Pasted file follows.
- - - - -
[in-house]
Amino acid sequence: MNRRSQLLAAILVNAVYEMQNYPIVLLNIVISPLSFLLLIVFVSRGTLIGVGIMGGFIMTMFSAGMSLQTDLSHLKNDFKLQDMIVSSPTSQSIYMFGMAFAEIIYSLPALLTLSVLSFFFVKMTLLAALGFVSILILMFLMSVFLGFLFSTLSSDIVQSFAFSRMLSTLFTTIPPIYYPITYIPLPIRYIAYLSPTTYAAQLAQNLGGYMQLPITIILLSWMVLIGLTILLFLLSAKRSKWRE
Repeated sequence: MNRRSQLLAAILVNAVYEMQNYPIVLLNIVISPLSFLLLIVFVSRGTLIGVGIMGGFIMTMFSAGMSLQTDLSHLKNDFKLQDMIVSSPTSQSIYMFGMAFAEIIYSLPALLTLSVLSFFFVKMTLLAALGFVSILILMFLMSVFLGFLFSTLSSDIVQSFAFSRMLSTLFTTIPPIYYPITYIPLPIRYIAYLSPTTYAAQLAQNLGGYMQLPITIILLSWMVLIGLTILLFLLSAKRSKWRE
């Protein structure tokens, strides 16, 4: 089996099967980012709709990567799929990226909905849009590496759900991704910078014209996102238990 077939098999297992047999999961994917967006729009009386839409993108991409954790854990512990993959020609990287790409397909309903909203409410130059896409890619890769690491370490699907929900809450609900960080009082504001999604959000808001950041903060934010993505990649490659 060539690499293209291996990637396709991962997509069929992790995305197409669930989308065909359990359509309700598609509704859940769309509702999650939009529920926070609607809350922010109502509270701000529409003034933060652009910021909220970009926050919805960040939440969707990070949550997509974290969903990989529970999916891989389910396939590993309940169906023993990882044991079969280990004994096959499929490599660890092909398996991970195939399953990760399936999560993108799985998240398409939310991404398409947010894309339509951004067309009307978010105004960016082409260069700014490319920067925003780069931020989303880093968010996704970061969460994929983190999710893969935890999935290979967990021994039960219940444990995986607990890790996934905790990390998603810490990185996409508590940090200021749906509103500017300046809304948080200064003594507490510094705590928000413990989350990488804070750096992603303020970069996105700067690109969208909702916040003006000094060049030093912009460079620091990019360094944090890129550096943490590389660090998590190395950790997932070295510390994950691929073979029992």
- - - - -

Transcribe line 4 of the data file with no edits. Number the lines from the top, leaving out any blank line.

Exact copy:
């Protein structure tokens, strides 16, 4: 089996099967980012709709990567799929990226909905849009590496759900991704910078014209996102238990 077939098999297992047999999961994917967006729009009386839409993108991409954790854990512990993959020609990287790409397909309903909203409410130059896409890619890769690491370490699907929900809450609900960080009082504001999604959000808001950041903060934010993505990649490659 060539690499293209291996990637396709991962997509069929992790995305197409669930989308065909359990359509309700598609509704859940769309509702999650939009529920926070609607809350922010109502509270701000529409003034933060652009910021909220970009926050919805960040939440969707990070949550997509974290969903990989529970999916891989389910396939590993309940169906023993990882044991079969280990004994096959499929490599660890092909398996991970195939399953990760399936999560993108799985998240398409939310991404398409947010894309339509951004067309009307978010105004960016082409260069700014490319920067925003780069931020989303880093968010996704970061969460994929983190999710893969935890999935290979967990021994039960219940444990995986607990890790996934905790990390998603810490990185996409508590940090200021749906509103500017300046809304948080200064003594507490510094705590928000413990989350990488804070750096992603303020970069996105700067690109969208909702916040003006000094060049030093912009460079620091990019360094944090890129550096943490590389660090998590190395950790997932070295510390994950691929073979029992």